Blog > Northern Lights? - Boris Giltburg plays Grieg
by Georg Predota | November 11th, 2013

standard Northern Lights?
Boris Giltburg plays Grieg

Edvard Grieg

Edvard Grieg

Edvard Grieg
Piano Sonata in E Minor, Op. 7
II. Andante molto


Edvard Hagerup Grieg (1843-1907) is widely acknowledged as a central figure in the emergence of a distinctively Scandinavian tone in nineteenth century music. Even the composer, in his own words, was “determined to create a national form of music, which could give the Norwegian people an identity.” I have always had some reservations about Grieg’s statement. Was it not the spirit of the people of Norway that gave musical expression in and through Grieg, rather than Grieg being a representative of his nation? A noted scholar and philosopher has rightfully suggested that, “the distinction between national style as a musical fact and nationalism as a creed imposed on music from without is far too crude to be an accurate reflection of the historical and aesthetic reality.” I recently came across a wonderful interpretation of Grieg’s Piano Sonata in E minor, Op. 7 by the young Russian pianist Boris Giltburg. In his liner notes Boris writes, [in this Sonata] “Grieg has managed to capture the essence of Nordic nature and landscape.” To me, this is a rather surprising statement as the music brims with the influences — not merely musical — Grieg had gathered and learned at the Leipzig Conservatory, then under the direction of Ignaz Moscheles.

Boris Giltburg

Boris Giltburg

We need not be too harsh on the young pianist, but his assessment highlights some of the difficulties that can arise when addressing questions of musical nationalism. Let me quickly try to untangle a couple of strands of thought. The initial confusion is one of differentiating between a Nation as a political entity defined by territorial boundaries, and the concept of a nation as defining a collective identity or community through a shared ethnic, linguistic or cultural heritage. In simplistic terms, Nationality is a condition, whereas Nationalism is an attitude! As such, nationalism in music might rightfully be regarded as a category of reception and intention rather than something technically musical. Of course, this ideology may have artistic consequences, yet reception is almost always aesthetically arbitrary. We all know that “modal turns and raised fourths are typically Polish when they occur in Chopin, yet typically Norwegian when they occur in Grieg.” So when Grieg talks about “creating a national form of music,” he is not merely reacting against the internationalism of the 18th century, he is also outlining a process of invention through which a nation imagines itself. You might think this disingenuous, but these invented practices of a ritual or symbolic nature, which seek to instill certain values and norms of behavior by repetition are ever-present. Take for example the Scottish Highland Games; gleefully celebrating a Victorian imagined heritage of Celtic culture, or the holiday of “Thanksgiving” in the United States that provides the annual imagined reenactment of a peaceful meeting between European settlers and the indigenous inhabitants of the North American continent. And if you are still not convinced, think of the “Christmas Tree” whose origins might conceivably be traced to the 16th century, but whose current popularity was only acquired in the second half of the 19th century.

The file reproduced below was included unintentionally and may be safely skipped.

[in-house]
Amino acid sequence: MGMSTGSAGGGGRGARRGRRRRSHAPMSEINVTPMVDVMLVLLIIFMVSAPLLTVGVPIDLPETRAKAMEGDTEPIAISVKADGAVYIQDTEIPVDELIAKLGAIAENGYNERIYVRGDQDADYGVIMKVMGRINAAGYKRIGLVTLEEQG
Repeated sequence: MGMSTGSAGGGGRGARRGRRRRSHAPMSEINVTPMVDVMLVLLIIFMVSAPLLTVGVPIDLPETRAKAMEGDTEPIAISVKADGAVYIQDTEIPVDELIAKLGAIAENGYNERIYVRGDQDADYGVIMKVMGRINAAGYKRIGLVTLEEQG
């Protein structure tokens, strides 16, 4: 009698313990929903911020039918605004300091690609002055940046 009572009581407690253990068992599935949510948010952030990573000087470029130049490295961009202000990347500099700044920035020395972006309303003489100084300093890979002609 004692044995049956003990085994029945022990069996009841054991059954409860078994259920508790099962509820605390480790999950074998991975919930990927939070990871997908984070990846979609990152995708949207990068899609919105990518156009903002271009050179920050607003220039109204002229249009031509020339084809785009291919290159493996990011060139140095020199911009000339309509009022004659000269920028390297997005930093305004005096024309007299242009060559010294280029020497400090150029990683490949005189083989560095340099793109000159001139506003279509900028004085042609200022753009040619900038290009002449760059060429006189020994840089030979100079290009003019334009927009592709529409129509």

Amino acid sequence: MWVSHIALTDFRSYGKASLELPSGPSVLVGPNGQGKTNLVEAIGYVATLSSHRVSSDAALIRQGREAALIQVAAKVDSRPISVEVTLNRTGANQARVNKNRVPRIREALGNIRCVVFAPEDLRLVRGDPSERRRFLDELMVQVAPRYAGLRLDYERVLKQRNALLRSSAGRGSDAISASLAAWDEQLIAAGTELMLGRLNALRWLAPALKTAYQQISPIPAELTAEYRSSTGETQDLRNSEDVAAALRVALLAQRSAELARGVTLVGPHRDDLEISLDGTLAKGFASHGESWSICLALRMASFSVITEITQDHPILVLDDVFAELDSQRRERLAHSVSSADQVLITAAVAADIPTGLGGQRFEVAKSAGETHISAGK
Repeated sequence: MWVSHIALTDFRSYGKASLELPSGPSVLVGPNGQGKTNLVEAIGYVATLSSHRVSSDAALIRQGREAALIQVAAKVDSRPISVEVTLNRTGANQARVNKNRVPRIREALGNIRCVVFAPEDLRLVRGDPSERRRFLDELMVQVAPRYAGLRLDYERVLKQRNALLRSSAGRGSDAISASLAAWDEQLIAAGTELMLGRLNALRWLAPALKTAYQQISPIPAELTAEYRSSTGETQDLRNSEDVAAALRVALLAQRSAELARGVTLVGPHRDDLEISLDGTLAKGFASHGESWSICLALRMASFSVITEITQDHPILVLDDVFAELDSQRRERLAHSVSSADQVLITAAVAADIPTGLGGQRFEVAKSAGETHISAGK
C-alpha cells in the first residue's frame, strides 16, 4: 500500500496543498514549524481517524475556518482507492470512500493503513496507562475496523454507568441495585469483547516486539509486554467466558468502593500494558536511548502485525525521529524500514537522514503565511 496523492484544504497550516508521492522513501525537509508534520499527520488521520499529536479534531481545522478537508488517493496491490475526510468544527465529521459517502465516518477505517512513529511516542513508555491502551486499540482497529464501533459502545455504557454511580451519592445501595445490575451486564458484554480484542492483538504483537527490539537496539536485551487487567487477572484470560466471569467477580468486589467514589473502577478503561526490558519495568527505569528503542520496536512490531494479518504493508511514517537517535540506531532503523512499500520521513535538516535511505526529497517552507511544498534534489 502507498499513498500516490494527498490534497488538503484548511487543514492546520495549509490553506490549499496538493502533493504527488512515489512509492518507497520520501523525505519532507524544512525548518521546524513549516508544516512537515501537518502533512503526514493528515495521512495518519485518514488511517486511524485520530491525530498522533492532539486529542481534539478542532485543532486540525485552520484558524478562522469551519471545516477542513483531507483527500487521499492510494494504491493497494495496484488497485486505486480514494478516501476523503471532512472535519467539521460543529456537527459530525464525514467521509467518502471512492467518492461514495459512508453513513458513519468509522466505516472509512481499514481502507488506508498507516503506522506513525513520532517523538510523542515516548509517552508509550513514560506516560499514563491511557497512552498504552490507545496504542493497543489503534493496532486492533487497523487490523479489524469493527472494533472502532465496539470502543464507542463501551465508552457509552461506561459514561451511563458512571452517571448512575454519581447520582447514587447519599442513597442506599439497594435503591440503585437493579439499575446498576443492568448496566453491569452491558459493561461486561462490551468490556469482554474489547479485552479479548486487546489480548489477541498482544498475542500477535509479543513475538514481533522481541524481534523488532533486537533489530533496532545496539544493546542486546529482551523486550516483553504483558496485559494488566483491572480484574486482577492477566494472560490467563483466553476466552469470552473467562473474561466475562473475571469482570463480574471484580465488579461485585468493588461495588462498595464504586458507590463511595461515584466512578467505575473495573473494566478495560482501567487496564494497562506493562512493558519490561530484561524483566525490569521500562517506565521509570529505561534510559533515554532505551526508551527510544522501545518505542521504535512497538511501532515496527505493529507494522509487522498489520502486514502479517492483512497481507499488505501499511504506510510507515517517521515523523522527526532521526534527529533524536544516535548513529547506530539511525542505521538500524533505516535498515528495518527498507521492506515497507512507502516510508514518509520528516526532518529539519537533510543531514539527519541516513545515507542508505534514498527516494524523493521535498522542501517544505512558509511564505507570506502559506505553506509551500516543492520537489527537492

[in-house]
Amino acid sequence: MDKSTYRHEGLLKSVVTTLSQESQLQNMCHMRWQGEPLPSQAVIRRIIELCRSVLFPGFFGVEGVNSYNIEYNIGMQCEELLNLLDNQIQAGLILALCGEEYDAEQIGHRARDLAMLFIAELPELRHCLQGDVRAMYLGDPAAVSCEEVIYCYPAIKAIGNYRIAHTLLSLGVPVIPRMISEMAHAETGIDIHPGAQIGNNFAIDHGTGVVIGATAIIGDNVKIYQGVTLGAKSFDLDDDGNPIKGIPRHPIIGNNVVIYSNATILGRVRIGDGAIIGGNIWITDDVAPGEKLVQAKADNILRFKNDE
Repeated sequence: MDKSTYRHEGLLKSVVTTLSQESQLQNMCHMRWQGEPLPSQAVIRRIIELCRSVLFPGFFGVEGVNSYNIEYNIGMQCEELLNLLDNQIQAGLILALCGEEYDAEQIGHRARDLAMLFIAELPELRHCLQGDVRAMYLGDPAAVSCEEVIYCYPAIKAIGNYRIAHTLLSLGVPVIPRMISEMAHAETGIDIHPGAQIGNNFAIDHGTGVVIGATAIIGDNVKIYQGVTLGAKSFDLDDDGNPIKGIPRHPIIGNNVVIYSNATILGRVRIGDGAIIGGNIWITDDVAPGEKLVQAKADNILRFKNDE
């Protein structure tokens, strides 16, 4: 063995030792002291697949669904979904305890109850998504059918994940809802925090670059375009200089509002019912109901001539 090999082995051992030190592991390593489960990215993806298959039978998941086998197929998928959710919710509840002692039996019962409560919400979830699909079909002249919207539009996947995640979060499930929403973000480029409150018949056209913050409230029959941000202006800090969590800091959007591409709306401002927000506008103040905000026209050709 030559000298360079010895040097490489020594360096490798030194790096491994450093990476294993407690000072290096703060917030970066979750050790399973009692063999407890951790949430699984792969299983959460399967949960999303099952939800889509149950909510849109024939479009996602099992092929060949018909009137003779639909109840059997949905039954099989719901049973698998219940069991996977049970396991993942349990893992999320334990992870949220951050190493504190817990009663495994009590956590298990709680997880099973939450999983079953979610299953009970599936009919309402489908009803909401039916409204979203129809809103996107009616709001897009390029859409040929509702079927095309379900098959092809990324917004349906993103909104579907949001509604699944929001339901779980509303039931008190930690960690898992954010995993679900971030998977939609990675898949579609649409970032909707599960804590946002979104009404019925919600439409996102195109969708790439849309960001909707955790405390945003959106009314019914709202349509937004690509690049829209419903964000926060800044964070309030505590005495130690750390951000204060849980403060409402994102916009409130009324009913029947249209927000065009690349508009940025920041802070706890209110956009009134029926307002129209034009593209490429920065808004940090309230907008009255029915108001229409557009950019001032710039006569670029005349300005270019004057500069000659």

So when Boris talks about Nordic landscapes and nature in Grieg’s juvenile piano sonata — a connection that even Grieg could not claim for this work — he is imagining a set of assumed or inherited symbolisms and attributes. Boris, it seems, is thinking of Grieg’s Sonata retrospectively as the individual expression of a collective Norwegian musical identity. Fascinatingly, however, his musical interpretation intuitively addresses the actual musical aspects found in the score, including the opening Schumanesque Cipher, the figurations and turns of harmony in direct debt to Chopin, and the highly sophisticated yet deceptively simplistic melodic construction of Mendelssohn.

And that is precisely why I do like his interpretation. Maturity will almost certainly bridge the divide between talking about music and making it; for now we must simply acknowledge that Boris’s musical instincts are right on the money!

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